And when the vocals are fading out, the volume comes up, creating a pleasant reverb tail.
When you're sidechaining a reverb, you should experiment placing the compressor before and after the reverb. Both can sound good, since the effect itself is a little unnatural, but extremely pleasant.
There is a good argument for placing the compressor last since it will give you more control over the dynamics, and also because it mainly the tails that the compressor will make audible.
Best Reverb Compression Settings
About 98% of the time, I’ll place a compressor before my reverb, as I like to control the sound of the instrument going into the reverb. The only time I’ll ever add compression after my reverb is if I want to make the tail sound larger. You can do this by setting the ratio a bit higher, anywhere from 6:1 to 8:1, with a slow release.
This allows the tail of your reverb to fill up the space with added sustain. It’s one of my favorite tricks for sparse mixes that need a bit more atmosphere.
Learn more about Mixing with Compression
This is only one part of mixing with compression! Luckily, I've put together a bunch more articles to help you master this crucial mixing skill!
- How to Use a Compressor: Learn to Mix with Compression Quickly!
- Sidechain Compression Explained for Beginners & Key Settings
- 3 Tips for Using a Sidechain Compressor to Add Punch & Clarity
- Multi-band Compression Tutorial for Great Vocals, Drums & More!
- How to Use Mid-Side Compression for Amazing Recordings!
- How to Use Parallel Compression for Powerfully Punchy Mixes
- Should You Compress Reverb? The Real Answer Finally Revealed.
- The 5 Types of Compressors (And Exactly When To Use Each)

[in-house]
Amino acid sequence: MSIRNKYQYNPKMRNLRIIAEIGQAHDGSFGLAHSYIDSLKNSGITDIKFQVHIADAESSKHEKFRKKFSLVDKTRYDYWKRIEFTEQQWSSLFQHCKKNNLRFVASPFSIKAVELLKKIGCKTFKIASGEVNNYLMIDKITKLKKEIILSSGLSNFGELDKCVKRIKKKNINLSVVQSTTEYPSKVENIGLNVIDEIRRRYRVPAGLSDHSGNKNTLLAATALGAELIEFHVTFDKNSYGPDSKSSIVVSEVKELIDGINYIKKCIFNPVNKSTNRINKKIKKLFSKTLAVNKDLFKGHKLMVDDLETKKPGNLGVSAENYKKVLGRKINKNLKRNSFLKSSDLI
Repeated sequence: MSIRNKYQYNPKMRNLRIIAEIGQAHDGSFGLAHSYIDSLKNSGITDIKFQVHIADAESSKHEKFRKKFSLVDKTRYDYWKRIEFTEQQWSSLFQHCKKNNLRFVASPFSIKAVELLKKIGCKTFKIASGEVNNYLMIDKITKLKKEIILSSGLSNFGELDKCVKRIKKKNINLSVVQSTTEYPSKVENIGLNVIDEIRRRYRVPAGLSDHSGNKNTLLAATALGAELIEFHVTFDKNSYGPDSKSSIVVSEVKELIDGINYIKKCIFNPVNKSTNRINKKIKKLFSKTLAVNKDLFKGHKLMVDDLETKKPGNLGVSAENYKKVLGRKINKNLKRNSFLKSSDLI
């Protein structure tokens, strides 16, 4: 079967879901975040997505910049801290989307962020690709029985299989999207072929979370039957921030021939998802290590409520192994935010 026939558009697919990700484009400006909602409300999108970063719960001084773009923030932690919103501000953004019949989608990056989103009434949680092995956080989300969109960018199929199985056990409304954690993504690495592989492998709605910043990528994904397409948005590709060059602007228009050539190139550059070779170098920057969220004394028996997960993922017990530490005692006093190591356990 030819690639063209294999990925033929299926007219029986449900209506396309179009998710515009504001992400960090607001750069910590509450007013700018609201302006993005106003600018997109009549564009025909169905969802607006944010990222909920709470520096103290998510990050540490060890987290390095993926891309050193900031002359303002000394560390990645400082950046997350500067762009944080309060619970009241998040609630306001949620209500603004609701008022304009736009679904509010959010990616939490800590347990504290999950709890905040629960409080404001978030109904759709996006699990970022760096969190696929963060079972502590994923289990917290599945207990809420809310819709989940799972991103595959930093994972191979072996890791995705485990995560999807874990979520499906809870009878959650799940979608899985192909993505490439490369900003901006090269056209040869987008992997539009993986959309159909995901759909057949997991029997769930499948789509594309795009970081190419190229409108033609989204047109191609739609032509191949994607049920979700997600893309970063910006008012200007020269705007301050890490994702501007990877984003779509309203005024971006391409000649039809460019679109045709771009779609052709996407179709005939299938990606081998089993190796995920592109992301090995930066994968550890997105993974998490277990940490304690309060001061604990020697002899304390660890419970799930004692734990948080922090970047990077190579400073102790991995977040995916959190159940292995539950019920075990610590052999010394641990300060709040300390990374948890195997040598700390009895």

- 10 Vocal Compression Mixing Tips (Including Best Settings)
- 9 Powerful Drum Compression Techniques for Punchy Pro Mixes
- Loud, Punchy Kick Drums with these Compression Settings
- How to Compress Snare - Use *These* Settings Punchy Snares
- Exactly How to Compress Bass for Tight Low End Thump!
- How Compress Acoustic Guitar Perfectly, Every time
- How to Compress Synthesizers: Best Compressor Settings for Synths
- How to Compress Organ: 4 Steps to a Great Mix!
- How to Compress Percussion: Compression Settings for Everything
- How to Compress Strings: 8 Magic Settings You Need to Know
From a Frustrated Producer in a Ragtag Bedroom Studio to Major Placements on TV Earning $1,000s!
My name is Evan, and I've been making music since around 3rd grade. I'm from San Diego, California, but I've lived in Washington, DC for the last 20 years.
While I still have a full-time day job, I have created systems that have allowed me to produce dozens of songs a year in my spare time.
My songs have been on Netflix, TV shows like the 90 Day Fiance, an award-winning indie film, and NPR’s “All Thing Considered.” They've also been streamed millions of times.
In addition to being a music producer, I am passionate about teaching people how they can make professional-sounding music and earn money licensing it, all in their spare time.
Thousands of musicians, like yourself, have trusted me to guide their musical journey. My YouTube videos have been watched nearly a million times. And my story has been in Forbes, Side Hustle Nation, and the Side Hustle School.